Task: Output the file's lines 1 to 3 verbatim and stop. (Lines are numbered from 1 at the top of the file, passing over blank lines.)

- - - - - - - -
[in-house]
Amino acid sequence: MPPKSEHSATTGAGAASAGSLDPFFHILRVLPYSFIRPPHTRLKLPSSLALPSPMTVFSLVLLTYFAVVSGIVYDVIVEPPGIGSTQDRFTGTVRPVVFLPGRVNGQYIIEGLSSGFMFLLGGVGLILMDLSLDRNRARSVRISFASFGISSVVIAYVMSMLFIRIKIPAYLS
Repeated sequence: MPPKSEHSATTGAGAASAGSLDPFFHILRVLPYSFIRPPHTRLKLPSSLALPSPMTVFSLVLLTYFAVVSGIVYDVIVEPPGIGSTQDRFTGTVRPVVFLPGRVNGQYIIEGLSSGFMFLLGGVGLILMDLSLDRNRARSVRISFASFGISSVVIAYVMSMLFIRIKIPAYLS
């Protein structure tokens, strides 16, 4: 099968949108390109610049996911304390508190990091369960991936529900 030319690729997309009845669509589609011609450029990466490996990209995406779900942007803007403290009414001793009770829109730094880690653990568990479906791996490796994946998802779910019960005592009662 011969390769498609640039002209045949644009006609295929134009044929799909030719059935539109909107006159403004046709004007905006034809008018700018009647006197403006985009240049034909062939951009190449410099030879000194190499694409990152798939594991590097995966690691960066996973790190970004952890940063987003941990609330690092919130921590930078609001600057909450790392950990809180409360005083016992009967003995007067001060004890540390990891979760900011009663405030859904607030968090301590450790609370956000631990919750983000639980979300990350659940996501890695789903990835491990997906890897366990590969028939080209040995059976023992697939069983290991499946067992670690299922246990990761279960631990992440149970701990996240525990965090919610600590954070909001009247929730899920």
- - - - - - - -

[in-house]
Amino acid sequence: MPPKSEHSATTGAGAASAGSLDPFFHILRVLPYSFIRPPHTRLKLPSSLALPSPMTVFSLVLLTYFAVVSGIVYDVIVEPPGIGSTQDRFTGTVRPVVFLPGRVNGQYIIEGLSSGFMFLLGGVGLILMDLSLDRNRARSVRISFASFGISSVVIAYVMSMLFIRIKIPAYLS
Repeated sequence: MPPKSEHSATTGAGAASAGSLDPFFHILRVLPYSFIRPPHTRLKLPSSLALPSPMTVFSLVLLTYFAVVSGIVYDVIVEPPGIGSTQDRFTGTVRPVVFLPGRVNGQYIIEGLSSGFMFLLGGVGLILMDLSLDRNRARSVRISFASFGISSVVIAYVMSMLFIRIKIPAYLS